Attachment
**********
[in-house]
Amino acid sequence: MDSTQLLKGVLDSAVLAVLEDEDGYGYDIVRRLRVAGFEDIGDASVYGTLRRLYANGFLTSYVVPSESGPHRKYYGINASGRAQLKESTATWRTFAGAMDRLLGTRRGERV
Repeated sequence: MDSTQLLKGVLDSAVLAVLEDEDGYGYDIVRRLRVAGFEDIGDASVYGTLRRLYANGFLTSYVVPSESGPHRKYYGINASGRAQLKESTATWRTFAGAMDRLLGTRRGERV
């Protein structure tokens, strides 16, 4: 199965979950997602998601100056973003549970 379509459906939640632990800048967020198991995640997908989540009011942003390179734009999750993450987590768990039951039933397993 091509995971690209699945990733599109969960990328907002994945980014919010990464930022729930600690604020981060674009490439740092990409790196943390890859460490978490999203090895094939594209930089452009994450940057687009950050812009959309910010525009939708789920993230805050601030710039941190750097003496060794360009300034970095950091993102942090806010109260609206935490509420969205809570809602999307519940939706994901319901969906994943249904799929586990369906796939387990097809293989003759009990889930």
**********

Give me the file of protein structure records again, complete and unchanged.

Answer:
[in-house]
Amino acid sequence: MDSTQLLKGVLDSAVLAVLEDEDGYGYDIVRRLRVAGFEDIGDASVYGTLRRLYANGFLTSYVVPSESGPHRKYYGINASGRAQLKESTATWRTFAGAMDRLLGTRRGERV
Repeated sequence: MDSTQLLKGVLDSAVLAVLEDEDGYGYDIVRRLRVAGFEDIGDASVYGTLRRLYANGFLTSYVVPSESGPHRKYYGINASGRAQLKESTATWRTFAGAMDRLLGTRRGERV
């Protein structure tokens, strides 16, 4: 199965979950997602998601100056973003549970 379509459906939640632990800048967020198991995640997908989540009011942003390179734009999750993450987590768990039951039933397993 091509995971690209699945990733599109969960990328907002994945980014919010990464930022729930600690604020981060674009490439740092990409790196943390890859460490978490999203090895094939594209930089452009994450940057687009950050812009959309910010525009939708789920993230805050601030710039941190750097003496060794360009300034970095950091993102942090806010109260609206935490509420969205809570809602999307519940939706994901319901969906994943249904799929586990369906796939387990097809293989003759009990889930």